The nation’s business leaders and the general public have been given four more days to tell Ottawa what the country’s digital economy strategy should look like.
Industry Canada said Friday that today’s deadline for comments is being extended to July 13.
Industry minister Tony Clement gave the public eight weeks to submit opinions on the issue to stimulate a debate. However, as late as Wednesday only a handful of organizations had filed submissions, and none were from the biggest information, technology and communications companies who would be at the centre of any strategy.
In a statement Friday, Industry Canada said that some organizations preparing lengthy submission had asked for the extention.
These areas should be assured of “robust” speeds, the report said. While it didn’t define a speed, it did say that to meet a target of supporting full motion interactive video would need 5 Mbps today and likely 10 Mbps by 2017.
While Ottawa has injected money for specific regions, that “has not resulted in the continuous growth of broadband in rural areas,” the report says. In fact it dismisses the Harper government’s current program of injecting $225 million to improve broadband access rural and remote areas as “inadequate.”
Instead, fees from spectrum auctions should finance rural and remote broadband programs, says the utility,as suggested by a recent Senate report. (The last spectrum auction raised over $4 billion dollars. The next auction, for spectrum in the 700 Mhz range, will likely be held in 2012.)
Rather than back a particular facilities-based carrier, SaskTel says that in rural areas Ottawa should order local incumbents to open their network infrastructure to competitors, as recently suggested by the Senate committee report.
“This would develop competition in services where facilities-based competition would be unlikely,” says the submission.
SaskTel also dismisses any hope that foreign telecom companies will invest in rural areas. At the same time it complains that despite the Harper government’s 2006 directive to the Canadian Radio-television and Telecommunications Commission to rely on market forces when possible, new forms of regulation are being worked on.
If implemented these will stymie investment needed for a digital economy, SaskTel warns. In particular it cites recent rulings on the pricing of fibre optic connections to residences, which the utility feels could be made worse if the CRTC orders incumbent carriers to give competitors wholesale access to fibre networks. The commission will give its decision on that issue after holding a contentious hearing last monthOttawa should be “more vigilant” in ensuring its agencies follow the 2006 policy direction, SaskTel says.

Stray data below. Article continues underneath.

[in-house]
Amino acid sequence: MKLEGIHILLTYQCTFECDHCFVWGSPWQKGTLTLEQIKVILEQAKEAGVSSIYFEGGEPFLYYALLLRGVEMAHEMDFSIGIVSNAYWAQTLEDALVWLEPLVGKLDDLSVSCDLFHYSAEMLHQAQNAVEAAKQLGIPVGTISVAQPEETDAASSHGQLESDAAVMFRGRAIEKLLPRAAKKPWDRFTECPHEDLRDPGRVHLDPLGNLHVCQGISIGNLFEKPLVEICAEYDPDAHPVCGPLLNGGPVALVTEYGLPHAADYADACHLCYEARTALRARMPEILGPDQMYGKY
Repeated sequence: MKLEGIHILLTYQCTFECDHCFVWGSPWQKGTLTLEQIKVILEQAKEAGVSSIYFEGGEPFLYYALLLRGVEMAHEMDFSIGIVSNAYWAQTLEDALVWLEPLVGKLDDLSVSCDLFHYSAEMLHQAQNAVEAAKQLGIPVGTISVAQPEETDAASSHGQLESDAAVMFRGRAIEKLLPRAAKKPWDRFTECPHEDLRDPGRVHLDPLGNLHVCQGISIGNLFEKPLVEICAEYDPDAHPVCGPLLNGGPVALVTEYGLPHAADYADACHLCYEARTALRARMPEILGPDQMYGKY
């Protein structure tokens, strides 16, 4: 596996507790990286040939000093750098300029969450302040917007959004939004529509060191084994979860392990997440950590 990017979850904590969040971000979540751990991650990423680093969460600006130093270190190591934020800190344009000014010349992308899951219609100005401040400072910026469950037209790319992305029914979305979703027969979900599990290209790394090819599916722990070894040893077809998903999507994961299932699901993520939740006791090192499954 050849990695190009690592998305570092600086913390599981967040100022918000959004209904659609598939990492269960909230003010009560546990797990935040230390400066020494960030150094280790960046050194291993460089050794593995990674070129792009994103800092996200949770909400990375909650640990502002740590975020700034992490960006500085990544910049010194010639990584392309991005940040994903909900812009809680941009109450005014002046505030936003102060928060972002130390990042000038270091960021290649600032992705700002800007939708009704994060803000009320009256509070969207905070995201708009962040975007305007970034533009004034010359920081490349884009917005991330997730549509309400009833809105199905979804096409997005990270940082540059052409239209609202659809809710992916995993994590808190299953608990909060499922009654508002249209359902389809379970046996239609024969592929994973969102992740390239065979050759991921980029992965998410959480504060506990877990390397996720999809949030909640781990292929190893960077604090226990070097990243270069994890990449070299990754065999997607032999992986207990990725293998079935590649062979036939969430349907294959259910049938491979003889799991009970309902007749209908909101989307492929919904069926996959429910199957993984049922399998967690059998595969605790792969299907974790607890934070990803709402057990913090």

For its part, Telus Corp., the incumbent phone company in B.C. and Alberta, said Ottawa “should not be diverted by misleading studies which attempt to make Canada appear to be a laggard” in telecommunications. The country show “relatively good performance in terms of network readiness,” it says, given that Canada has the highest household broadband penetration among G8 nations.
It’s brief also says competitors shouldn’t be given wholesale access to networks built by others.
“The world class platforms of tomorrow will not and cannot come from a single and shared network,” it says, “as true digital innovation demands variety and competition at the network level as well as at the application level. Experiments like the Australian multi-billion dollar state expropriation of networks won’t yield the desired results for Canada and this path should not be followed by the Government of Canada in the current macro-economic climate where it is already saddled with a $50 billion deficit.”
Telus also complains about “the ever increasing fees and taxes that underpin the traditional broadcasting system as well as spectrum fees which are already multiples higher than those of major trading partners … They must be significantly curtailed in the drive for a successful digital economy strategy.”
Also on Friday, Microsoft Canada submitted 20 recommendations around which a digital economy strategy could be created, including expanding research and development incentives for the information and communication technology (ICT) industries. “Canadian firms consistently invest less in ICT than their competitors in other developed markets,” the submission notes, citing figures from the Organization for Economic Co-operation and Development (OECD). “In fact, Canadian ICT investment severely lags that of the United States and other economies like Great Britain and Sweden, and is trending downward.”
Governments should also provide small and medium enterprises with access to education about ICT, Microsoft says.
While the nation’s digital infrastructure needs to be beefed up, Microsoft says Ottawa shouldn’t set minimum standards – maximum speeds by a certain date, for example – although some intervention may be needed to ensure people in remote areas aren’t forgotten.
The software company also calls on Ottawa to identify “competing or unnecessary obligations” that create barriers to the seamless use of digital technologies across different types of networks. This is particularly of concern in cloud computing where a technology like VoIP can raise “challenging questions” about the application of regulatory rules to online services, Microsoft said.
(An earlier version of this story wrongly said the deadline for submissions had been extended to July 15. The correct deadline is July 13.)